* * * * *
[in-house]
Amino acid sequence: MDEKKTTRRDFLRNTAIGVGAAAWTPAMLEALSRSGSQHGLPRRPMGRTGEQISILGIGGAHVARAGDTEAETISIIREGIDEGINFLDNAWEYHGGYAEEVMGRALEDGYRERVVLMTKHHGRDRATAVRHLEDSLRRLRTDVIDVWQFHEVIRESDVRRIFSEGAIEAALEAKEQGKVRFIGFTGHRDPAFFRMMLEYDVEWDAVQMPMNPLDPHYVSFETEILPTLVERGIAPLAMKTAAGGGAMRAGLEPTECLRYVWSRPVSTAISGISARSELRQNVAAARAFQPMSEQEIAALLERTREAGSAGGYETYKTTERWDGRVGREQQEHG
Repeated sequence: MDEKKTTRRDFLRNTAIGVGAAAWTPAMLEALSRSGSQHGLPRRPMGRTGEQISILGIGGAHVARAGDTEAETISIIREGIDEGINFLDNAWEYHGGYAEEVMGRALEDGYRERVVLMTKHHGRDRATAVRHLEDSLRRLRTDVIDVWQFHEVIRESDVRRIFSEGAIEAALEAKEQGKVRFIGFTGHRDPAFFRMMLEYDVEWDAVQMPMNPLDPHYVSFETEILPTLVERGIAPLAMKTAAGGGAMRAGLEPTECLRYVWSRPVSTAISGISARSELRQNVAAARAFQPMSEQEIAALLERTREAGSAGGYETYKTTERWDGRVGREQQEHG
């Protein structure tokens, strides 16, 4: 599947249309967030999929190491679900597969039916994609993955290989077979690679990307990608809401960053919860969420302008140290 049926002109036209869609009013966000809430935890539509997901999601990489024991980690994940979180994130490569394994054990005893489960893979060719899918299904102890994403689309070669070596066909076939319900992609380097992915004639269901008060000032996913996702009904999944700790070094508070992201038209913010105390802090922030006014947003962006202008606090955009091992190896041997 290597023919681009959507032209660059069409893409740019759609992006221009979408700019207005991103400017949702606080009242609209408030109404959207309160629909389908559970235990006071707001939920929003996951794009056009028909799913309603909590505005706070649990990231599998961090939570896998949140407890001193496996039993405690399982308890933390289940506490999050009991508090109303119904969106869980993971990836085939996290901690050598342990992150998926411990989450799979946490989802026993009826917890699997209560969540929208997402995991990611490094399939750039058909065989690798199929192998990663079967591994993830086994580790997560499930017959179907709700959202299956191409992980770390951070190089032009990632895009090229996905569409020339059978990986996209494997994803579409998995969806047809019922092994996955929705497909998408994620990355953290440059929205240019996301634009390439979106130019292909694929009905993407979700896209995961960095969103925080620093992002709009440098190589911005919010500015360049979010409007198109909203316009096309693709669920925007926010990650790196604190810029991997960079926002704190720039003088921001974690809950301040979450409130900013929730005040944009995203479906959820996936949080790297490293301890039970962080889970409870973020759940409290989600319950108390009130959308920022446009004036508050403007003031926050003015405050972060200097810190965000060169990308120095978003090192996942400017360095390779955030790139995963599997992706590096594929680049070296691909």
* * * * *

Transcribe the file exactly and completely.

[in-house]
Amino acid sequence: MDEKKTTRRDFLRNTAIGVGAAAWTPAMLEALSRSGSQHGLPRRPMGRTGEQISILGIGGAHVARAGDTEAETISIIREGIDEGINFLDNAWEYHGGYAEEVMGRALEDGYRERVVLMTKHHGRDRATAVRHLEDSLRRLRTDVIDVWQFHEVIRESDVRRIFSEGAIEAALEAKEQGKVRFIGFTGHRDPAFFRMMLEYDVEWDAVQMPMNPLDPHYVSFETEILPTLVERGIAPLAMKTAAGGGAMRAGLEPTECLRYVWSRPVSTAISGISARSELRQNVAAARAFQPMSEQEIAALLERTREAGSAGGYETYKTTERWDGRVGREQQEHG
Repeated sequence: MDEKKTTRRDFLRNTAIGVGAAAWTPAMLEALSRSGSQHGLPRRPMGRTGEQISILGIGGAHVARAGDTEAETISIIREGIDEGINFLDNAWEYHGGYAEEVMGRALEDGYRERVVLMTKHHGRDRATAVRHLEDSLRRLRTDVIDVWQFHEVIRESDVRRIFSEGAIEAALEAKEQGKVRFIGFTGHRDPAFFRMMLEYDVEWDAVQMPMNPLDPHYVSFETEILPTLVERGIAPLAMKTAAGGGAMRAGLEPTECLRYVWSRPVSTAISGISARSELRQNVAAARAFQPMSEQEIAALLERTREAGSAGGYETYKTTERWDGRVGREQQEHG
């Protein structure tokens, strides 16, 4: 599947249309967030999929190491679900597969039916994609993955290989077979690679990307990608809401960053919860969420302008140290 049926002109036209869609009013966000809430935890539509997901999601990489024991980690994940979180994130490569394994054990005893489960893979060719899918299904102890994403689309070669070596066909076939319900992609380097992915004639269901008060000032996913996702009904999944700790070094508070992201038209913010105390802090922030006014947003962006202008606090955009091992190896041997 290597023919681009959507032209660059069409893409740019759609992006221009979408700019207005991103400017949702606080009242609209408030109404959207309160629909389908559970235990006071707001939920929003996951794009056009028909799913309603909590505005706070649990990231599998961090939570896998949140407890001193496996039993405690399982308890933390289940506490999050009991508090109303119904969106869980993971990836085939996290901690050598342990992150998926411990989450799979946490989802026993009826917890699997209560969540929208997402995991990611490094399939750039058909065989690798199929192998990663079967591994993830086994580790997560499930017959179907709700959202299956191409992980770390951070190089032009990632895009090229996905569409020339059978990986996209494997994803579409998995969806047809019922092994996955929705497909998408994620990355953290440059929205240019996301634009390439979106130019292909694929009905993407979700896209995961960095969103925080620093992002709009440098190589911005919010500015360049979010409007198109909203316009096309693709669920925007926010990650790196604190810029991997960079926002704190720039003088921001974690809950301040979450409130900013929730005040944009995203479906959820996936949080790297490293301890039970962080889970409870973020759940409290989600319950108390009130959308920022446009004036508050403007003031926050003015405050972060200097810190965000060169990308120095978003090192996942400017360095390779955030790139995963599997992706590096594929680049070296691909």